Takanashi extends winning streak to nine at FIS Ski Jumping World Cup
Japan’s Sara Takanashi claimed her ninth consecutive International Ski Federation (FIS) Ski Jumping World Cup victory after coming out on top in Hinzenbach, Austria today.
The 19-year-old’s triumph, achieved with jumps of 93.5 metres and 93m for a total of 257.2 points, sees Takanashi leapfrog Polish ski jumping legend Adam Małysz into third on the all-time list of most World Cup wins.
Her tally of 40 from 67 starts puts her behind Finland’s Matti Nykänen on 46 and Austria’s Gregor Schlierenzauer on 53.
Defending overall World Cup champion Daniela Iraschko-Stolz of Austria finished second for the fifth time this season with 238.9 points, while Norway’s Maren Lundby was third with 238.5.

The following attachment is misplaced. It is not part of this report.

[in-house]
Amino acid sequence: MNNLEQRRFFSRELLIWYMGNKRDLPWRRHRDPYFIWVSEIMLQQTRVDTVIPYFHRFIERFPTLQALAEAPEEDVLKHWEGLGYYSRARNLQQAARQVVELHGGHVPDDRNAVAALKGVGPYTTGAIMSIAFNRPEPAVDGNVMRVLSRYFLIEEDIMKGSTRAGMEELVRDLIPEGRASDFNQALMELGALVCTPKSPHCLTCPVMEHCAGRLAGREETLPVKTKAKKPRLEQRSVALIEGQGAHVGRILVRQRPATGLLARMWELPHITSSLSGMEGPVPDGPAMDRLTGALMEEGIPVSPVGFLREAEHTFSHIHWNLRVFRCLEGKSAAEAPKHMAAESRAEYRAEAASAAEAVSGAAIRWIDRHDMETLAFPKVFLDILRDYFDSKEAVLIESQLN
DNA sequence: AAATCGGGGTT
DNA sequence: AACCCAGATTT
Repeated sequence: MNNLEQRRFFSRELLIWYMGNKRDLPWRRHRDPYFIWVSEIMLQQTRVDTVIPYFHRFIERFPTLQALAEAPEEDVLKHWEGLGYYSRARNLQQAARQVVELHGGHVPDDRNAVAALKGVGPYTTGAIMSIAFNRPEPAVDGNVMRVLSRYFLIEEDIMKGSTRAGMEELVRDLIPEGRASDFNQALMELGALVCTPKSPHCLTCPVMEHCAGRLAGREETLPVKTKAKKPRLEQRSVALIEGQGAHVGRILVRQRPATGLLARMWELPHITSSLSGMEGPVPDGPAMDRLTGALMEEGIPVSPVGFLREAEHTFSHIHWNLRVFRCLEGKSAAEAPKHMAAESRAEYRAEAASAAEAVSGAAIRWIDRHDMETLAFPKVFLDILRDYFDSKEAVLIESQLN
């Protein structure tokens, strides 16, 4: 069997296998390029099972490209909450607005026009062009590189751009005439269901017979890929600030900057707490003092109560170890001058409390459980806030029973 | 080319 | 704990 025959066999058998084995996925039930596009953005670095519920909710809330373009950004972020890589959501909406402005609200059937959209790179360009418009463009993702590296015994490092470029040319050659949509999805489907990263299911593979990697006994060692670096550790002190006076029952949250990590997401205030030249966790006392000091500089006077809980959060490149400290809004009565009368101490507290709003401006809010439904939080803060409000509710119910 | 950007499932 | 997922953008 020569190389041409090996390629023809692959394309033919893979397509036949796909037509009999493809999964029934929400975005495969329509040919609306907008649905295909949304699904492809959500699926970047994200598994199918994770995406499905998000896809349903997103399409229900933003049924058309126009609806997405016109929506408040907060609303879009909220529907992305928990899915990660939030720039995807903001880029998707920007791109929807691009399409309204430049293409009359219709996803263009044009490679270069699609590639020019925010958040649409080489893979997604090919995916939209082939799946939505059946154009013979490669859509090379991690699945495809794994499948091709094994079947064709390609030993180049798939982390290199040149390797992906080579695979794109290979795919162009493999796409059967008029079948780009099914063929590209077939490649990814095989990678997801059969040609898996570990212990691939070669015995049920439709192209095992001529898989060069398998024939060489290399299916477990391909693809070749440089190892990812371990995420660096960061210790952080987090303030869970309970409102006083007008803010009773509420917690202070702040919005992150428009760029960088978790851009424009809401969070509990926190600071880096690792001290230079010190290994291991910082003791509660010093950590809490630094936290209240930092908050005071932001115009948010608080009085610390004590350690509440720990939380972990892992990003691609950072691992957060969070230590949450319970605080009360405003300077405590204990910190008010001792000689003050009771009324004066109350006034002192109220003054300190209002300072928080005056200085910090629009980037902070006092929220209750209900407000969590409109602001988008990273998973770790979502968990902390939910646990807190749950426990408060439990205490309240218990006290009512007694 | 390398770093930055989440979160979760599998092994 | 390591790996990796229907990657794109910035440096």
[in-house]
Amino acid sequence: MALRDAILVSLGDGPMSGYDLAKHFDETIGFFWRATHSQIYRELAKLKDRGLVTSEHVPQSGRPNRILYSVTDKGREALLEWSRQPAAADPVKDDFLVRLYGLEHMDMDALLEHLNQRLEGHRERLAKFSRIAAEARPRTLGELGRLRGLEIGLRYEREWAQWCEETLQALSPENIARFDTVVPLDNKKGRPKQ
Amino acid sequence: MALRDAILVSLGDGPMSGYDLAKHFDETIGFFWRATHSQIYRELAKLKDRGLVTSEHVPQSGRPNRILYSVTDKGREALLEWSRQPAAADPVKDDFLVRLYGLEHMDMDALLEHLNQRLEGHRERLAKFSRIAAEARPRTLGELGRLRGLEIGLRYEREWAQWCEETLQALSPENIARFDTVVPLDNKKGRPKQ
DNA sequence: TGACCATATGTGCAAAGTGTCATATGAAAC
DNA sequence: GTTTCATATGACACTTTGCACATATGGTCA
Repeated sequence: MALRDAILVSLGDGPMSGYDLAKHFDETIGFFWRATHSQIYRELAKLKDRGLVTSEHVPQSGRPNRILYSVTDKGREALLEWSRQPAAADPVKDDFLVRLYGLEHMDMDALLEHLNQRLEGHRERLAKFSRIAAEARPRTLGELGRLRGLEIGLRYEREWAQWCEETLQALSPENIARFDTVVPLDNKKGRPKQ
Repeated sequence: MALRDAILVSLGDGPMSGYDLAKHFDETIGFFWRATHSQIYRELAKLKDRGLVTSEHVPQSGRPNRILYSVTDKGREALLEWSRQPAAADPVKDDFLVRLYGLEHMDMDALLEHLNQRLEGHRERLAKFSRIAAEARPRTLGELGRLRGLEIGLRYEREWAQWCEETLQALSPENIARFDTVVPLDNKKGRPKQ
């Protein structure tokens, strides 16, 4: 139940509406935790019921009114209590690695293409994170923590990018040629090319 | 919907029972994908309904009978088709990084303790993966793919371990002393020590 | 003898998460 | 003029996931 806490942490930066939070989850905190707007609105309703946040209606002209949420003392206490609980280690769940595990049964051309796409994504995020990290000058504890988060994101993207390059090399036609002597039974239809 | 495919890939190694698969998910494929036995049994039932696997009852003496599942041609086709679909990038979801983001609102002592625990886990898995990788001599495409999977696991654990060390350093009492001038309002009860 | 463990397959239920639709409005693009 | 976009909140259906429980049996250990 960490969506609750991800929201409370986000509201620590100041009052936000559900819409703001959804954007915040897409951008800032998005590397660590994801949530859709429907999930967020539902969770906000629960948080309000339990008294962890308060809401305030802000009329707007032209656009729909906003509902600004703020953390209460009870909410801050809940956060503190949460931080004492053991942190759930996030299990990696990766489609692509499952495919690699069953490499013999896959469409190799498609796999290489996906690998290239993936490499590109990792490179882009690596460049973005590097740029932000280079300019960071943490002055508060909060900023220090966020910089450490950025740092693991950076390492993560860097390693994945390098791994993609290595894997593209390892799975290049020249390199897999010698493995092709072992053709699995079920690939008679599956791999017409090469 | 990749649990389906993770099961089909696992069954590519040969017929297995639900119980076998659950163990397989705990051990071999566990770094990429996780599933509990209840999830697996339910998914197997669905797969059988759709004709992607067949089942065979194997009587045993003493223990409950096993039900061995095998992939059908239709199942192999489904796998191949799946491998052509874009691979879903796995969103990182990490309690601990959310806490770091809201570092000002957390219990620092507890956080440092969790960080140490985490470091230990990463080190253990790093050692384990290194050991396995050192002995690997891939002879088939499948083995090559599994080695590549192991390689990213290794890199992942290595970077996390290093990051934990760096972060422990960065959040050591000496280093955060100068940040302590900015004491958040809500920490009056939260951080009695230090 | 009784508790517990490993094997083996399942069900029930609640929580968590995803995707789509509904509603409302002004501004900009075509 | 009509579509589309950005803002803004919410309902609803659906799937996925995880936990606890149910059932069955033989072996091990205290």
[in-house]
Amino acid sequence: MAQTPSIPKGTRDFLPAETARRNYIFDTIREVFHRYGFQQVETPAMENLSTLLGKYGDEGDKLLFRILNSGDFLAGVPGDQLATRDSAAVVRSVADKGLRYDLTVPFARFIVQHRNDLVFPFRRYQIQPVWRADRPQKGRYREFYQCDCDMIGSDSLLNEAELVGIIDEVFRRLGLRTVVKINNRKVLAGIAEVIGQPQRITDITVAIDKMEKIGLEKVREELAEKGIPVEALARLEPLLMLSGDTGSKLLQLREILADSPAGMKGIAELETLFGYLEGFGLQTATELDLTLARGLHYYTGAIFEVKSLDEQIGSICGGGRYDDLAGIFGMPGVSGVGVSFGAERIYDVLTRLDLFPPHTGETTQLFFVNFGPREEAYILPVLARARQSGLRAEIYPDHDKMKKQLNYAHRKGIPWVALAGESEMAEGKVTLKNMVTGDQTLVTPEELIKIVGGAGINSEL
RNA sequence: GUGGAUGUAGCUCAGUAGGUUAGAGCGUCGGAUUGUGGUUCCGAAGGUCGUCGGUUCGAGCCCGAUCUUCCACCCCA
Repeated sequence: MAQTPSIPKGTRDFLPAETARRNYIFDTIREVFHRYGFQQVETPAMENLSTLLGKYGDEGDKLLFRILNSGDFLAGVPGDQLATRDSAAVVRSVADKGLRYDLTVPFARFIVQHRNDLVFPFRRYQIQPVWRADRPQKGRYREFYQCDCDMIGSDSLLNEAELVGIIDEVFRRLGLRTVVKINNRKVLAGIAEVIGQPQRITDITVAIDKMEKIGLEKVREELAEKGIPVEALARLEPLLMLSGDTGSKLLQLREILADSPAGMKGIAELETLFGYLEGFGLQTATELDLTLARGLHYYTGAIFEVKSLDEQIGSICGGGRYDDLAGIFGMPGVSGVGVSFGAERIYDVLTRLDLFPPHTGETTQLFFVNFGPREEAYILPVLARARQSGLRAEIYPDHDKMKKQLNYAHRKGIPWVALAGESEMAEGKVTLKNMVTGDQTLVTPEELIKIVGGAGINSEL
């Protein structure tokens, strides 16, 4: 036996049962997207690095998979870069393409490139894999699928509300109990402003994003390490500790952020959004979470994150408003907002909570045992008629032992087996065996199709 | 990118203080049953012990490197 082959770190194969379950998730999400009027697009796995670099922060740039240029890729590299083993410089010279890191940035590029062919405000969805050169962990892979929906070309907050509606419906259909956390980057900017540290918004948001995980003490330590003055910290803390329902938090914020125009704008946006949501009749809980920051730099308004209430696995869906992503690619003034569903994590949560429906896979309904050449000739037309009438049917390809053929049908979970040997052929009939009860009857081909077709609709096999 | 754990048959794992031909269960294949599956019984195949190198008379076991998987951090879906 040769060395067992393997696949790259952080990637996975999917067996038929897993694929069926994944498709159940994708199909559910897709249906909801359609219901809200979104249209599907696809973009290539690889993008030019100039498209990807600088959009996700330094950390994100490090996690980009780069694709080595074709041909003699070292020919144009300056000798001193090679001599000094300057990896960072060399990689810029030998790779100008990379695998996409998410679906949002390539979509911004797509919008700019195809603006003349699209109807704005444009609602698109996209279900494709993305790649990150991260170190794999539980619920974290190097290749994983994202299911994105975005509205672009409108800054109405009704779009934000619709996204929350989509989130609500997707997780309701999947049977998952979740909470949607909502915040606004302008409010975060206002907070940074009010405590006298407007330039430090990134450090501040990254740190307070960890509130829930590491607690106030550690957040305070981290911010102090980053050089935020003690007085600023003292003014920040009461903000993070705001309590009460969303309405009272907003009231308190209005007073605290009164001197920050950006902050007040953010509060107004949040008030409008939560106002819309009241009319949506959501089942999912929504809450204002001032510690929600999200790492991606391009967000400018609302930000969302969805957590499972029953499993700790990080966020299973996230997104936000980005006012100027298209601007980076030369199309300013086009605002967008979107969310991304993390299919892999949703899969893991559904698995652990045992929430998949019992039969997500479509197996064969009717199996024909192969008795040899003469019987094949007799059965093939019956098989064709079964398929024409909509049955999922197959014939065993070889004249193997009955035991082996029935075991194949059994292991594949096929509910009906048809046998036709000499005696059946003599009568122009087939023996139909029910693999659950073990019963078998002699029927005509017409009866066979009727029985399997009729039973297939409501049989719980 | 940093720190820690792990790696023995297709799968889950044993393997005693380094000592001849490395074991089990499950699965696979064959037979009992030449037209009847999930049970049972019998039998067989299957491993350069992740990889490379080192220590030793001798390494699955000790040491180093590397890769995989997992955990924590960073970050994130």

Takanashi now has 1,080 points in the overall World Cup standings and has a commanding lead of 351 ahead of Iraschko-Stolz with eight rounds remaining.
“I can feel that I improve with every jump a little bit,” said Takanashi, who has now won 10 of 11 events this season.
“I want to win the overall World Cup.”
Another competition on the same hill is scheduled for tomorrow.
Meanwhile in Oslo, Slovenia won the men’s team ski jumping event after edging out host nation Norway.
Led by individual World Cup leader Peter Prevc and his brother Domen, the four-man Slovenian team scored 977.7 points after two rounds, compared to world champions Norway’s 945.3 and Japan’s 927.2.
The Prevc brothers, who competed alongside Jurij Tepeš and Robert Kranjec, were two of only four jumpers who reached 130m.
Norway lead the nation standings after 21 rounds of competition, with Germany second and Slovenia third.
“I am very satisfied with my jumping and the performance of my teammates here at Holmenkollen,” Domen Prevc said.
“It’s obvious you have to trust your teammates during competitions – if you don’t, you won’t achieve much.
“I haven’t thought much about tomorrow yet, but of course I will do my best.”
The individual competition in Oslo will be held tomorrow.
- By Daniel Etchells
- Republished with permission insidethegames.biz